11. He is a role model.

He has great character. He doesn’t just tell you how you should go about living your life, he shows you. He’s kind to your mom, patient with you, works hard at his job…

He presents himself appropriately at all times and never does things he wouldn’t want you to do. He lives by the values he’d like his children to embody for themselves.

12. He has an unselfish spirit.

He’s always doing things in the best interest and needs of his spouse and children. If your dad is always giving to others this is just a clear sign that he is an unselfish person.

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Awesome dads tend to put the best interests of those close to him first, over their own.

13. He gives great advice.

If you have some sort of issue, you can go to your dad for his advice.

He takes the time to listen to your problems with opens ears and an open heart, and then he always comes up with a possible solution for you to take away.

14. He is loved by everyone.

Everyone wants your dad to attend that special occasion and if he’s not there yet, they’re always wondering where he could be.

Even your friends don’t mind having your dad hang around with them playing Call of Duty! He’s an enjoyable person to be around.

15. He protects his family at all costs.

Your dad is the man of the house. He’s a steady provider and works to see that his family has all the necessities of life. He will do whatever it takes to make sure his family is living comfortably.

This means he might get two jobs just to pay off all of the bills, but he gets them because he wants you to sleep in an air conditioned room.

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Your dad has built a strong foundation from which to help raise you into the best person you can become.

16. You can’t imagine how you would’ve turned out without your dad.

I definitely know I can’t.

My dad has been such a powerful and impactful force within my life that I have no clue how I would’ve turned out without him.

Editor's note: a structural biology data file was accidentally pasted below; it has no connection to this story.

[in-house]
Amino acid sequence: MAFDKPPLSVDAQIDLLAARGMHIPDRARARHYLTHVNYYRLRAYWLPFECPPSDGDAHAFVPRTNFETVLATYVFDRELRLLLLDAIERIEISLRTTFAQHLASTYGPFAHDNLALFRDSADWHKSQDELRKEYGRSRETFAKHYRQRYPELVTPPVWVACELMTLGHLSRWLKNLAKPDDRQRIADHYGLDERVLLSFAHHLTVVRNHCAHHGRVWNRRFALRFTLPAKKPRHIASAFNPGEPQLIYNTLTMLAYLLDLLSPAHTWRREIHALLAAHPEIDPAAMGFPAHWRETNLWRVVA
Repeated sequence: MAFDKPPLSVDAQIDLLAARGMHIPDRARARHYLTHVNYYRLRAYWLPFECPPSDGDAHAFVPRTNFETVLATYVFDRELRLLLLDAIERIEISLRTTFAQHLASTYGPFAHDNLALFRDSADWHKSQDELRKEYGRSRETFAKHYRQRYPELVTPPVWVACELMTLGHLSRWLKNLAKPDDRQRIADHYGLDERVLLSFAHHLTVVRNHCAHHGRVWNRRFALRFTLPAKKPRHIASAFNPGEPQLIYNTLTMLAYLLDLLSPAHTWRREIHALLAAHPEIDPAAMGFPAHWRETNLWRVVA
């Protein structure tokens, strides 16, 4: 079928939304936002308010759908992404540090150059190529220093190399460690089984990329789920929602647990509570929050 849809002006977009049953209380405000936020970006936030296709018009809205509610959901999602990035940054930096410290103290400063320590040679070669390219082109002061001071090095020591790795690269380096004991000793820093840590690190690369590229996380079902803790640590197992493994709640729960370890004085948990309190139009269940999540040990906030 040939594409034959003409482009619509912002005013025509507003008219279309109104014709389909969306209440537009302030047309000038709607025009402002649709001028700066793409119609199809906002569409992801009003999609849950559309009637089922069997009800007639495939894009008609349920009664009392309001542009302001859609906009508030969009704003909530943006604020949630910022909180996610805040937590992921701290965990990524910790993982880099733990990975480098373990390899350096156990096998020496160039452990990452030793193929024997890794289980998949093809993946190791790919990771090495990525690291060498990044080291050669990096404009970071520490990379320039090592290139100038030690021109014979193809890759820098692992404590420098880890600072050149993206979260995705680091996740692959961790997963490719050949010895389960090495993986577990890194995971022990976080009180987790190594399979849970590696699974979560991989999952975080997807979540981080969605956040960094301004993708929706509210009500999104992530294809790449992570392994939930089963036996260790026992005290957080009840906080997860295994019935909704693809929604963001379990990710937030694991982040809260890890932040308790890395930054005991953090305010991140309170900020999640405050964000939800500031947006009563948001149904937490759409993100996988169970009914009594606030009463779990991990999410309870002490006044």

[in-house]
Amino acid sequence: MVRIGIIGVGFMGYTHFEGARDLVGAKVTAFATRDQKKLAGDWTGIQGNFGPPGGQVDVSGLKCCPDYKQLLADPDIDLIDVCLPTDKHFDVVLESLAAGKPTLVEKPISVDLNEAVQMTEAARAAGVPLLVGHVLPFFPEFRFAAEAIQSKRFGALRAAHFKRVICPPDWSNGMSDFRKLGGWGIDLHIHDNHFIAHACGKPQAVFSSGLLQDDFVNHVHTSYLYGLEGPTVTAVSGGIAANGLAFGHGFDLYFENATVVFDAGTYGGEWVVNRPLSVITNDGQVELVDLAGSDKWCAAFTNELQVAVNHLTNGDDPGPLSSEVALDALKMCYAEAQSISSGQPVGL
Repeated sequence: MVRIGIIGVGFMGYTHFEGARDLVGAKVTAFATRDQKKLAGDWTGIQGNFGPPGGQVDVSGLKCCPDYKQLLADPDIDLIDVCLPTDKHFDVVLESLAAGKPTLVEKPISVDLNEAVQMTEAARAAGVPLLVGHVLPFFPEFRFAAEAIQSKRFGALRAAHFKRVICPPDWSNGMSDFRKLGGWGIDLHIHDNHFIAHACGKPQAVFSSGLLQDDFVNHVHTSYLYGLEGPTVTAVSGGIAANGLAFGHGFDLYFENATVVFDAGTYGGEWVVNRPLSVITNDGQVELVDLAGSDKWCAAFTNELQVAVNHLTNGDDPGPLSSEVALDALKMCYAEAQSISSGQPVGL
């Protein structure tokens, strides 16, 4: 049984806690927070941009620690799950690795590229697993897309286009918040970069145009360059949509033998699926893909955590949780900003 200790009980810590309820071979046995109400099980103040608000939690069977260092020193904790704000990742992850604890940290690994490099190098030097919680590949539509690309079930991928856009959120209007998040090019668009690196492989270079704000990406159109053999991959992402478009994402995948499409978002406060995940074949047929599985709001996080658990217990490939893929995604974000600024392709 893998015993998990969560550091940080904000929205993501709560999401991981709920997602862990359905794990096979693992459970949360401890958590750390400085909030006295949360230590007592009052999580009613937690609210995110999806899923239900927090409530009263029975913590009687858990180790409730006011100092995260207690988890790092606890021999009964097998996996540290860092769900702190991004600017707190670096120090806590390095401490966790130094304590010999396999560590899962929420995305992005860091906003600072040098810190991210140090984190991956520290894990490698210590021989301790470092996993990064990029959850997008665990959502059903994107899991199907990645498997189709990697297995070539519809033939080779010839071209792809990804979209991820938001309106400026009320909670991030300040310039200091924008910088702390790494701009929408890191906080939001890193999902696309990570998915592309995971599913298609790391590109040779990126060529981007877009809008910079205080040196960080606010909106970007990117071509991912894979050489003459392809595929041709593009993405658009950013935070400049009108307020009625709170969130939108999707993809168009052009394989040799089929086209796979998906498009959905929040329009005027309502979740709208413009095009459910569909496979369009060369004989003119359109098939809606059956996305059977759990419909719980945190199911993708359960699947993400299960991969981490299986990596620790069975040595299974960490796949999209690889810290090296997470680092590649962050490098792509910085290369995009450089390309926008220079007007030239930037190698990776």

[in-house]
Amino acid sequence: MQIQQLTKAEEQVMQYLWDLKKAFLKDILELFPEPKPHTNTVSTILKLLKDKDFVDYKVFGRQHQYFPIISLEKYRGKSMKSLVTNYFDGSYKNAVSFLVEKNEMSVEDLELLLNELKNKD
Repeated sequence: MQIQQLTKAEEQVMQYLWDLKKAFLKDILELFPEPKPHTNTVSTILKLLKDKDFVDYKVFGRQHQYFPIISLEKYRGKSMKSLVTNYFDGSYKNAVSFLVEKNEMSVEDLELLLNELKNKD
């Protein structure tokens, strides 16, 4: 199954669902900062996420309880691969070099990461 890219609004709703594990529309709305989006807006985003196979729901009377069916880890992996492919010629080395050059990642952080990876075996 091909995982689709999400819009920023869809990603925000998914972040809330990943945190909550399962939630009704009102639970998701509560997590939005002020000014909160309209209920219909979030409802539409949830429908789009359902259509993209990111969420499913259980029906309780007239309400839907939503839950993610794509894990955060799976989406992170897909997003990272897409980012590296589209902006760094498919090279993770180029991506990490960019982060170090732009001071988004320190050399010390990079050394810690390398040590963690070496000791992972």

I just wanted to say thank you dad for all that you’ve done, you are truly awesome.

I love you.

Go tell your dad today how much you appreciate him!

Featured photo credit: father and baby son playing in sea water via shutterstock.com

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Donovan Barrett

Millennial Ambassador

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Last Updated on July 20, 2021

How to Overcome the Fear of Public Speaking (A Step-by-Step Guide)

How to Overcome the Fear of Public Speaking (A Step-by-Step Guide)

You’re standing behind the curtain, just about to make your way on stage to face the many faces half-shrouded in darkness in front of you. As you move towards the spotlight, your body starts to feel heavier with each step. A familiar thump echoes throughout your body – your heartbeat has gone off the charts.

Don’t worry, you’re not the only one with glossophobia(also known as speech anxiety or the fear of speaking to large crowds). Sometimes, the anxiety happens long before you even stand on stage.

Your body’s defence mechanism responds by causing a part of your brain to release adrenaline into your blood – the same chemical that gets released as if you were being chased by a lion.

Here’s a step-by-step guide to help you overcome your fear of public speaking:

1. Prepare yourself mentally and physically

According to experts, we’re built to display anxiety and to recognize it in others. If your body and mind are anxious, your audience will notice. Hence, it’s important to prepare yourself before the big show so that you arrive on stage confident, collected and ready.